Will Anti, the University of Alaska-Fairbanks rifle team head coach, made headlines last year after guiding his squad to No. 1 in the Collegiate Rifle Coaches Association (CRCA) poll rankings before the holiday break.
Since taking over the top rifle coaching spot at Alaska-Fairbanks in August 2020, Coach Anti has kept the Nanooks competitive, while imparting his own fresh perspective about the sport to his student-athletes.
Last December, I spoke to Coach Anti about his coaching style, along with his legacy in the shooting sports world—he’s the latest rifle shooter in his family to become a college coach, after his father, Mike, and his grandfather, Raymond Anti. Mike is currently the head coach for the Naval Academy rifle team, and Raymond previously coached at Navy as well.
The Alaska-Fairbanks athletics website describes Coach Anti as coming “from a long lineage of rifle nobility.” I asked him what it was like growing up with an Olympic medalist as a dad (silver, 3-position rifle, Athens 2004). “My dad and I are both basically in the sport because his dad, my grandfather, started us in the shooting sports,” he says. “It’s definitely a cool part of the family’s legacy, especially now with all three of us to be head coaches at the university level.”
The Anti rifle coaching tree runs deep, and naturally, the elder Anti gave his son advice after taking over the coaching reins at Alaska-Fairbanks—one college rifle coach to another. “He’s been in the sport so long and he also coached me for a long time, so in some ways, what I’m coaching here at Alaska-Fairbanks is what he’s coaching at Navy,” Will Anti says. “When I first took over at Alaska-Fairbanks, he advised me that it will take about a year before you’re totally comfortable with all the procedures and processes. He was right. It’s nice to have someone like him around to call when problems do come up.”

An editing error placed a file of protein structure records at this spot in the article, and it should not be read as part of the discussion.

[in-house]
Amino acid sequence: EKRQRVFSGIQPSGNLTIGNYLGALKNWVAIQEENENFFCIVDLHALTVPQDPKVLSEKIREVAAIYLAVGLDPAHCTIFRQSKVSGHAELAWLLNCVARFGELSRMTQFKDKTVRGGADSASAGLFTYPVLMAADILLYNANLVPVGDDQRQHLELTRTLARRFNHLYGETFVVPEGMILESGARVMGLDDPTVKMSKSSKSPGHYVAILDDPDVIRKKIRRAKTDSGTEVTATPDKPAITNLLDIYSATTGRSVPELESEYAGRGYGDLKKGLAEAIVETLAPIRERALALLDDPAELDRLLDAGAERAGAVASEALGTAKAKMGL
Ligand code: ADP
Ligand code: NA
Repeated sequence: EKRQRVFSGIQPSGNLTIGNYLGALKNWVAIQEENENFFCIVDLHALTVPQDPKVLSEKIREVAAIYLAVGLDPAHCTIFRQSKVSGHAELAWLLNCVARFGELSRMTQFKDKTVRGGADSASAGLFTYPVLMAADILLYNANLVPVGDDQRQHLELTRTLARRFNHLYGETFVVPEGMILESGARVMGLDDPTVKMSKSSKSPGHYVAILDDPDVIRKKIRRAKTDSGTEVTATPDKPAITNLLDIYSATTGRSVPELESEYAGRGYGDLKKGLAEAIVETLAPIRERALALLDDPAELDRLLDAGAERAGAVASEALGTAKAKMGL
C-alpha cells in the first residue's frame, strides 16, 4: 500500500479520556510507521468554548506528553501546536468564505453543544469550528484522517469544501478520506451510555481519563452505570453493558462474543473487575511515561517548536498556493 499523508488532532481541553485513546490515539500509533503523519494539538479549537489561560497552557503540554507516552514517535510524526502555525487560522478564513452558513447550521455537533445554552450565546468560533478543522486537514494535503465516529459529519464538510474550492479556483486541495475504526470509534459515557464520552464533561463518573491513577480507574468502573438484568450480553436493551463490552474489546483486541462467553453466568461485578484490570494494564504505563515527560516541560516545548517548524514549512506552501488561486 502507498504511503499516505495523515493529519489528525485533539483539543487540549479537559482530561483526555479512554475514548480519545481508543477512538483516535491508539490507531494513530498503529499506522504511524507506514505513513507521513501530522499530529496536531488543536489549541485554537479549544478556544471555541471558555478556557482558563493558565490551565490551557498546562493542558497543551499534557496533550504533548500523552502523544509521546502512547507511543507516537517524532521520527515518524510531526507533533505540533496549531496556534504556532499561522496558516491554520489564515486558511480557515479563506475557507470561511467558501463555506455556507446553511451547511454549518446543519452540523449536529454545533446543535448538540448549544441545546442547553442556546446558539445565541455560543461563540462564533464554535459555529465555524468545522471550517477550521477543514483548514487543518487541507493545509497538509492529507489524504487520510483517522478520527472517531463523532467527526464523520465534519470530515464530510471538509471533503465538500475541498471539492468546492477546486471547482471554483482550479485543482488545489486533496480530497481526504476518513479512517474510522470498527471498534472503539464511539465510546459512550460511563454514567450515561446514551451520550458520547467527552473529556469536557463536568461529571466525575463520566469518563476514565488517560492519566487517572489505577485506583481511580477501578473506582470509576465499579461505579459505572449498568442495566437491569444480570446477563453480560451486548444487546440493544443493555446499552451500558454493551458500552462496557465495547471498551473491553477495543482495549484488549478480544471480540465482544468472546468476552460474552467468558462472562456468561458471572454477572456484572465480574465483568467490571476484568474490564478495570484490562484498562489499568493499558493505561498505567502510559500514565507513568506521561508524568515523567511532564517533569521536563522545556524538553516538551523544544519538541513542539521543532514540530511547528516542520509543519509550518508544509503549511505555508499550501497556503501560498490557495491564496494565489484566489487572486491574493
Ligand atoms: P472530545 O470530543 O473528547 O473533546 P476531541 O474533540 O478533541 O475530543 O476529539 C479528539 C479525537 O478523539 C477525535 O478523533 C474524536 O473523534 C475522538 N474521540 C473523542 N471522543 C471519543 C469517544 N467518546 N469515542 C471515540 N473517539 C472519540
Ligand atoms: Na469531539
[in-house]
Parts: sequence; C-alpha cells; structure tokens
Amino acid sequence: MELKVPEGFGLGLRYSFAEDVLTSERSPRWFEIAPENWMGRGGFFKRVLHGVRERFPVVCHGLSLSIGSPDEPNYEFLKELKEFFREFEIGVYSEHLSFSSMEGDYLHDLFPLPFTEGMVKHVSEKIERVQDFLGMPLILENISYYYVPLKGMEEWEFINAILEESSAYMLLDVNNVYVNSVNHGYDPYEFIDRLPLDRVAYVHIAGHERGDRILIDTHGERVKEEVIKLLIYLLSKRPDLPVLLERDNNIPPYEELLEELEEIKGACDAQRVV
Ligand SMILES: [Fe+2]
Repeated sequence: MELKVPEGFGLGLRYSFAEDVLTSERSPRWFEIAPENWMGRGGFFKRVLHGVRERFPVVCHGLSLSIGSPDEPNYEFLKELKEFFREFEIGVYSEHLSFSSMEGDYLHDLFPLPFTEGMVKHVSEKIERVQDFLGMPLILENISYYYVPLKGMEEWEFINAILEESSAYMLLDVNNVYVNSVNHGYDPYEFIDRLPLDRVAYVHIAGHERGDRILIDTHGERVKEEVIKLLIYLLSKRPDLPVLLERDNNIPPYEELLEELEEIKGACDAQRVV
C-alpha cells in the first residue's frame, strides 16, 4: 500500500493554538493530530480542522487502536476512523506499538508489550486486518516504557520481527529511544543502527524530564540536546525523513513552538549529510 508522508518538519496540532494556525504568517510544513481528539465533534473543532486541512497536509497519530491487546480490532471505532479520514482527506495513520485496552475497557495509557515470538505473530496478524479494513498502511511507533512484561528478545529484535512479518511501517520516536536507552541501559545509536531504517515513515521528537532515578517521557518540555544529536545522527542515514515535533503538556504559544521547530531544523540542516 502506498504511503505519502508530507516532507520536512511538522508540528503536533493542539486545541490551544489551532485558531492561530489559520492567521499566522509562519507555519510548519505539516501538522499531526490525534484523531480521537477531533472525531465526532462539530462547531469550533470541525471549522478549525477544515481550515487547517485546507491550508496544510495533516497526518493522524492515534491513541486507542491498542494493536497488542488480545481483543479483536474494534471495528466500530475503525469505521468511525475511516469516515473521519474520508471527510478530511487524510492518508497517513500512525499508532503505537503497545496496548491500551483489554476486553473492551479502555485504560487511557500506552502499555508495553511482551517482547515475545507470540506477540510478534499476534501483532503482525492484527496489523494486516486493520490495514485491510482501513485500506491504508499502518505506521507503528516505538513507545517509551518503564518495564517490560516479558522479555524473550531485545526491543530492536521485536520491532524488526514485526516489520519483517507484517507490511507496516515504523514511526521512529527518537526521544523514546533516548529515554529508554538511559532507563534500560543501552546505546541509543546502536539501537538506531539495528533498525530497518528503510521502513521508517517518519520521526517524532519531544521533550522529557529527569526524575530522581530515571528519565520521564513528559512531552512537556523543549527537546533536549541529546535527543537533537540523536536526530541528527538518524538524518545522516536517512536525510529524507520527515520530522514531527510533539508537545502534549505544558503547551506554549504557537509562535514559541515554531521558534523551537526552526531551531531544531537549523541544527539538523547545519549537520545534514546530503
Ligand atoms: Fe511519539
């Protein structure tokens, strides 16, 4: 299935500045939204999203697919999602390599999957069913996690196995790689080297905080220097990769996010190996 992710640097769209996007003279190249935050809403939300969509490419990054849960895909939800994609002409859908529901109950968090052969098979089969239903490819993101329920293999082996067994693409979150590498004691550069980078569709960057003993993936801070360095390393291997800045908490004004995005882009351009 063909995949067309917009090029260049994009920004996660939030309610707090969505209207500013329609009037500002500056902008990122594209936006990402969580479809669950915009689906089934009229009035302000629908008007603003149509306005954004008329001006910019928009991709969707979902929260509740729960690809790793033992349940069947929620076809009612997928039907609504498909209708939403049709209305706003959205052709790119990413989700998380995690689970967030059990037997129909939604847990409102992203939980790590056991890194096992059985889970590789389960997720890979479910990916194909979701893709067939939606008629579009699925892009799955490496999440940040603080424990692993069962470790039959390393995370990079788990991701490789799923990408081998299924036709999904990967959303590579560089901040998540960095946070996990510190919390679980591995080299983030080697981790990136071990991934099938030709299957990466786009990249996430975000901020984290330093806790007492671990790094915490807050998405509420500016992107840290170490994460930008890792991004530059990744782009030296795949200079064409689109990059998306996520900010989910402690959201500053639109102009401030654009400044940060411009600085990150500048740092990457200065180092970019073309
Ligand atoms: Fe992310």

No. 1-Ranked Alaska-Fairbanks Rifle Team
Coach Anti says it was many small things coming together last year that made the Nanooks rifle squad gel during the season. “There were some structural things we changed in how we conducted practice, and we’ve also done a lot of positional work over the past two years,” he says. “There’s also been a cultural change. Bringing in a couple of really good recruits this year also helped push the program forward. Once you get a few people shooting well, it pushes everybody.”
For the season thus far, Alaska-Fairbanks holds five of the top 10 aggregate match scores, including the top three overall (4749 at Navy, 4737 Citadel Women, 4736 Citadel). Additionally, freshman hotshot Rylan Kissell currently holds the top NCAA individual aggregate score for the season with 1194 (598 air rifle, 596 smallbore).
During our conversation, the younger Anti also opened up about the big win on the road at the Naval Academy last November against the Navy squad coached by his father—a match where Alaska-Fairbanks broke two NCAA records.
An important record-shattering road win for his team, the younger Anti remains humble about the match, highlighting how a combination of factors was key to victory. “It was nice to have the team go there and perform really well,” he says. “That was actually set up to be a peak match for us, and everyone did kind of peak on the same day. Beyond that, it was great to see my family, and shoot against Navy and my dad’s team. Both of us were happy with the outcome—Navy shot quite well that day and are a team on the rise. It was a great match, and it was nice to see all the puzzle pieces come together over the course of one day.”
At the November match against Navy, Alaska-Fairbanks broke the NCAA aggregate match score record (4749) and smallbore rifle team score record (2371). Interestingly enough, Coach Anti had a hand in setting the previous records while a member of the West Virginia University rifle team. “I helped to set those records at WVU as a rifle shooter,” says Anti, “and it was nice to see the team I coach break those records.”